Extended Care Facilities: $165 million, $80 million above 2007, for grants to states for construction and modification of extended care facilities. The funding level will satisfy all currently identified life/safety needs and still provide funding for construction of three new facilities.


General Operating Expenses: $1.6 billion, $127 million over the President’s request and $117 million above 2007 to enable the Department to hire roughly 1,100 additional claims processors to work-down the backlog of benefits claims and to reduce the time to process new claims. The most recent VA Quarterly Status Report estimates that nearly 400,000 claims have exceeded the 160 day goal for processing.


Information Technology, $1.9 billion, $645 million above 2007, matching the President’s request to improve the health records system to help ensure that medical information follows patients as they transition from the Department of Defense health system to the VA health system.


Phone and Web Assistance: $5 million is included within General Operating Expenses for the Department to establish a toll-free telephone number and web page to make it easier for veterans to get assistance and provide feedback.


Inspector General: $76.5 million, $5.9 million above 2007 and $3.9 million over the President’s request, reversing a three-year decline in staffing for the Office. This funding will enable the Office to hire 50 people to provide necessary oversight of departmental operations, ensuring that resources are spent wisely and that veterans receive the quality care they deserve.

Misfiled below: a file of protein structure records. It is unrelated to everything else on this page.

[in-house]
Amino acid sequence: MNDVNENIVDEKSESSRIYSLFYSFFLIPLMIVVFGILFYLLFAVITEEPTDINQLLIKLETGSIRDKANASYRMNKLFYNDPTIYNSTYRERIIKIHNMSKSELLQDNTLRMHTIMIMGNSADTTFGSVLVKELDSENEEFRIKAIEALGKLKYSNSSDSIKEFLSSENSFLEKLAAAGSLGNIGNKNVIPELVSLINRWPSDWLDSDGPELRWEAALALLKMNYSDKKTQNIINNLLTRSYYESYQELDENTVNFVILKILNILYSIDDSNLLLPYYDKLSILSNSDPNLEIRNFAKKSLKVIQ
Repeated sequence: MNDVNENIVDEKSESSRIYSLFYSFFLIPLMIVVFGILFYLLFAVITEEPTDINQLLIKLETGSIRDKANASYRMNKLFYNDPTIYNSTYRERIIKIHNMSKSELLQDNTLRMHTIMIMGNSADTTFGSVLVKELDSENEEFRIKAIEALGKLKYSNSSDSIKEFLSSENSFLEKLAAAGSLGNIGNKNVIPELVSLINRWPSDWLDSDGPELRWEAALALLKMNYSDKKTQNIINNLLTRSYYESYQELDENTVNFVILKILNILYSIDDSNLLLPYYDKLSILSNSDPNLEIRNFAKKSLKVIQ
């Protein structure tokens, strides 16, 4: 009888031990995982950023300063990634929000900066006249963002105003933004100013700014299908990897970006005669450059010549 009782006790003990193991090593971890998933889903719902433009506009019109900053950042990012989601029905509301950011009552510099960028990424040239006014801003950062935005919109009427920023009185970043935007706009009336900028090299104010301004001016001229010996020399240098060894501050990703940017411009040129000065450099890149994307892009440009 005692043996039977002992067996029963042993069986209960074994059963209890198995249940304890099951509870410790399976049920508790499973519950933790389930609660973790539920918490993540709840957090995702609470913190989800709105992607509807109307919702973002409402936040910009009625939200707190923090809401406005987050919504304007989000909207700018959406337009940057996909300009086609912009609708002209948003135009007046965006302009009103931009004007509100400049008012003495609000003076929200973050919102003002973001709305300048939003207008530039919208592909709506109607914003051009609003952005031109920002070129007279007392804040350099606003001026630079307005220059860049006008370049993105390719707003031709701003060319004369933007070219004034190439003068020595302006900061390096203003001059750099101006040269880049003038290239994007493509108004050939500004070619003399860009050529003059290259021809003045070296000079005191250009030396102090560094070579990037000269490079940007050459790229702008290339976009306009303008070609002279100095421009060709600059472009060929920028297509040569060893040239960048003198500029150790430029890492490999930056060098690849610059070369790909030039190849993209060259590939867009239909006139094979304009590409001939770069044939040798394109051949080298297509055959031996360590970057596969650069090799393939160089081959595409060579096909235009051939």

Increased Oversight: Requires multiple reports how funds are spent and additional Congressional notifications and approvals of transfers and reprogrammings.


Future Planning: Directs the Congressional Budget Office to report on future funding needs for the Department to provide medical care. The Administration’s budget predicts that the Veterans Health Administration will need less funding in future years.


Improving Records: Requires VA’s Electronic Medical Records be interoperable with the Department of Defense’s medical records system.


Psychiatric Care: Prevents inpatient beds from being decreased at facilities with a waiting list for inpatient psychiatric care.